Jerri-Lynn here: Maybe California won’t secede just yet after all….
By Wolf Richter, a San Francisco based executive, entrepreneur, start up specialist, and author, with extensive international work experience. Originally published at
Do Trump and California suddenly see eye-to-eye on high-speed rail?
President Donald Trump met with airline CEOs at the White House on Thursday. At the core of the discussion was the overhaul of the Federal Aviation Administration, including changes to the “totally out of whack” national air-traffic control system. He had other goodies for the airline CEOs.
Afterwards, Southwest Airlines CEO Gary Kelly told that the meeting had been “delightful.” It seems they’d gotten pretty much what they’d wanted. “We are very well-aligned on some very key topics: income tax reform, regulatory reform, and especially growing our industry,” he said.
But something wasn’t picked up by the US media, though it was picked up by hedge funds and other speculators: In his remarks, Trump mentioned high-speed rail in the US. And on Friday, Japanese stocks dealing with high-speed rail systems soared on huge volume! And even in China, it happened.
In his remarks () to the aviation CEOs, Trump said this about US high-speed rail, while complaining about airports:
As an example, some of you were saying yesterday to me that you go to China, you go to Japan, they have fast trains all over the place. We don’t have one. I don’t want to compete with your business — (laughter) — but we don’t have one fast train.
And a few sentences on US airports and the Middle East later, he added:
And we have an obsolete plane system, we have obsolete airports, we have obsolete trains. We have bad roads. We’re going to change all of that, folks. You’re going to be so happy with Trump. I think you already are.
“We’re going to change all of that, folks.” And that apparently includes high-speed rail in the US.
This was followed up by Japanese Prime Minister Shinzo Abe, who after his meeting with Trump on Friday in his remarks () mentioned investment by Japan Inc. in the US, and then veered into high-speed rail and what Japanese companies with expertise in high-speed rail could do in the US to help move these projects forward. It would be nurtured with federal stimulus funding:
With President Trump taking on the leadership, I’m sure there will be — major-scale infrastructure investment will be made, including the fast-speed train.
Those of you who have rode on the Japanese Shinkansen, I’m sure you would appreciate the speed, the comfort and safety with the latest maglev technology. From Washington, D.C. to New York, where Trump Tower exists, only one hour would it take if you ride the maglev train…. Japan, with our high level of technical capability, we will be able to contribute to President Trump’s growth strategy.
But in the US, no one paid attention to this…
Not even those Republicans who’ve been vigorously opposing the high-speed rail project in California which has been steeped in controversy from the official day one, which was in November 2008, when California voters approved a proposition for funding the project. By early 2012, even I, a supporter of high-speed rail to connect large urban areas that are not too far apart, was beginning to snicker about how we’d been baited-and-switched and how it has . Today, it still has gone nowhere, though the price tag has changed and more money has evaporated.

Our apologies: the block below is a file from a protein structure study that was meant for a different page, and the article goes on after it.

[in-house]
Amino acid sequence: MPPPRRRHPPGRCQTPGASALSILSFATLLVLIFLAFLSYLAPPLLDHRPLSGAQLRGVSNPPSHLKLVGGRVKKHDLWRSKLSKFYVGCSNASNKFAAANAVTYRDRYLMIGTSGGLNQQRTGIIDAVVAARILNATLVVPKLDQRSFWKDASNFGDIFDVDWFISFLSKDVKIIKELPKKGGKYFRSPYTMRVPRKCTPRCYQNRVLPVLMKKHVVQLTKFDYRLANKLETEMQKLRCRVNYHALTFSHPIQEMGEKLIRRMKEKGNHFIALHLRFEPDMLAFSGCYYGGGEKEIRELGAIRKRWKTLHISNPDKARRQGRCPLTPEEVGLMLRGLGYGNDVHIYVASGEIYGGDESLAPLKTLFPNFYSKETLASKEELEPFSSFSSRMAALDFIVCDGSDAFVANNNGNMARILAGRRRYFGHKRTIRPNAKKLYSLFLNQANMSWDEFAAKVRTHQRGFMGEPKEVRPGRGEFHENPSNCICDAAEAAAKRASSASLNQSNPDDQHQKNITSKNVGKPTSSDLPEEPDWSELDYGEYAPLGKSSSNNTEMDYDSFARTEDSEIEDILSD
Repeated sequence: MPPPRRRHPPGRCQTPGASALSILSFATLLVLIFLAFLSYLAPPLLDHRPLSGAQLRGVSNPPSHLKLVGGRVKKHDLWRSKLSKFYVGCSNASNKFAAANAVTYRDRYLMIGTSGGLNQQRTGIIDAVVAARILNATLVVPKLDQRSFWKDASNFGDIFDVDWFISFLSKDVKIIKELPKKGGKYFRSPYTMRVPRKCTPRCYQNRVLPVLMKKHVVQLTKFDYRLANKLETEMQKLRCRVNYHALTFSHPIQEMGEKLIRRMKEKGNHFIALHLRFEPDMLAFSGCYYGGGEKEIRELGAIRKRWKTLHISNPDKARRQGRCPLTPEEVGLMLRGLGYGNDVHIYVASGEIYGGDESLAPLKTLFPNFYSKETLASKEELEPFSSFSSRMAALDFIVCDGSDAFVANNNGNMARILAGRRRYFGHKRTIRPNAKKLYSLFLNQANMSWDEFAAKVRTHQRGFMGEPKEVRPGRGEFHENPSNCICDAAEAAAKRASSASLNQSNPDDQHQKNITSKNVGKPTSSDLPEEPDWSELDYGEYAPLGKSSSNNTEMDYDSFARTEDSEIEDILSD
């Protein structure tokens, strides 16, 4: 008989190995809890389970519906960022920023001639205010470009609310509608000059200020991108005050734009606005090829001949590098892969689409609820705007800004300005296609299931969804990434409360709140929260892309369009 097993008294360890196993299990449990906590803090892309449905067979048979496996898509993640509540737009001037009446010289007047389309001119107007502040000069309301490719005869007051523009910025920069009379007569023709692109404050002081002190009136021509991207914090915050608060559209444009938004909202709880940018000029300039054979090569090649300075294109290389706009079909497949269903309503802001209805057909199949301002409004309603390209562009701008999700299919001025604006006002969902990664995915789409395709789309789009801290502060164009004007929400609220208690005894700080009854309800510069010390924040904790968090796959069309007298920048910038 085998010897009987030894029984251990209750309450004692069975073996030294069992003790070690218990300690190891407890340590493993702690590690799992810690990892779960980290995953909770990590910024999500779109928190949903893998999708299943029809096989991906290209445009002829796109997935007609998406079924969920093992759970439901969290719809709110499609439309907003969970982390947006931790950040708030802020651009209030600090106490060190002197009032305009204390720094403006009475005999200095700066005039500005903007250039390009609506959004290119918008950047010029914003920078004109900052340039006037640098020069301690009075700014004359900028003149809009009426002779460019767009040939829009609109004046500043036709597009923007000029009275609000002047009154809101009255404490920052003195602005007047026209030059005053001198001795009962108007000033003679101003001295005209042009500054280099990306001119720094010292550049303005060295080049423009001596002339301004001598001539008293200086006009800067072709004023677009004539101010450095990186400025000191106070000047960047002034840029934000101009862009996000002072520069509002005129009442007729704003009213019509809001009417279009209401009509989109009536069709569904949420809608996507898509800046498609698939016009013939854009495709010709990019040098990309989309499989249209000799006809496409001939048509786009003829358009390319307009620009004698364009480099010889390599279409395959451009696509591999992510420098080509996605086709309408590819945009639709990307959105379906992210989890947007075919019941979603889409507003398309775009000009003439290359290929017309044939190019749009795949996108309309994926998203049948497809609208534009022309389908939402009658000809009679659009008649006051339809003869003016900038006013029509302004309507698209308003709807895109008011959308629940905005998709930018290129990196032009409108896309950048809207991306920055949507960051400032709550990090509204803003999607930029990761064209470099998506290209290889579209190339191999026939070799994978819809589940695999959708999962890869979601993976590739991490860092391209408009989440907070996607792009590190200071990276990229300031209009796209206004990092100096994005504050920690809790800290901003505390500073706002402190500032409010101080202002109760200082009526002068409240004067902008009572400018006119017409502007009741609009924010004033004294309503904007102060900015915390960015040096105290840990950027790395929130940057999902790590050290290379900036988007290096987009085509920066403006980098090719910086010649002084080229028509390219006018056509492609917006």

So are Trump and California suddenly seeing eye-to-eye on something? Namely high-speed rail? And will Trump – who’d threatened to “defund” this “out-of-control” state – include California’s high-speed rail project in his $1-trillion infrastructure wish list, if it ever takes off? Governor Jerry Brown did you listen to Trump’s remarks?
Other states too have high-speed rail projects, including Texas and Florida. So for suppliers of high-speed rolling stock, technology, signaling, etc., this could be big bucks.
Speculators such as US hedge funds that gamble in Japanese stocks certainly seem to think so – at least for the moment.
Nippon Sharyo, of which Central Japan Railway Company holds 50.1%, makes trains, including the high-speed Shinkansen trainsets. It already has a plant in Illinois. Its shares soared 18% on the Tokyo stock exchange on Friday early on to a high of ¥332 before easing back to ¥322, up 14.6% for the day. Volume soared to nearly 5.3 million shares:
Daido Signal, which makes railway signaling equipment, after surging as much as 15% in early trading on Friday, ended the day up 9.2%.
Shares of Kawasaki Heavy Industries jumped 4.5% on Friday. Commuter trains and subway trainsets of Japan’s largest manufacturer of rolling stock are already cruising around US cities, and it produces trains in the US. So it might have a leg up.
Even in China, Trump’s high-speed rail enthusiasm caught on. CRRC, which makes rolling stock including high-speed trainsets, saw its shares jump 5% early on.
Alas, as so many times, these Trump-induced stock surges or plunges tend to run out of steam before reality sets in once again as the traders that follow Trump’s every breath abandon the trade. In early trading on Monday, Nippon Sharyo is down 1.6%, Diado Signal is down 1.9%, but Kawasaki Heavy edged up 0.5%.
High-speed rail in the US progresses at snail’s pace, if at all. Just trying to lay the track, which needs to run in as straight a line as possible and tends to cross private land where landowners and homeowners really don’t want a high-speed train go by every 20 minutes, triggers endless court battles. This is in part why the project in California has become such a fiasco. So real investors, rather than just short-term traders, who want to ride this to big profits better be ready to practice infinite patience.
It remains unclear how this scenario fits into Trump’s plans to deal with the US trade deficit with China, Japan, and other countries – after 25 years of apathy. Read…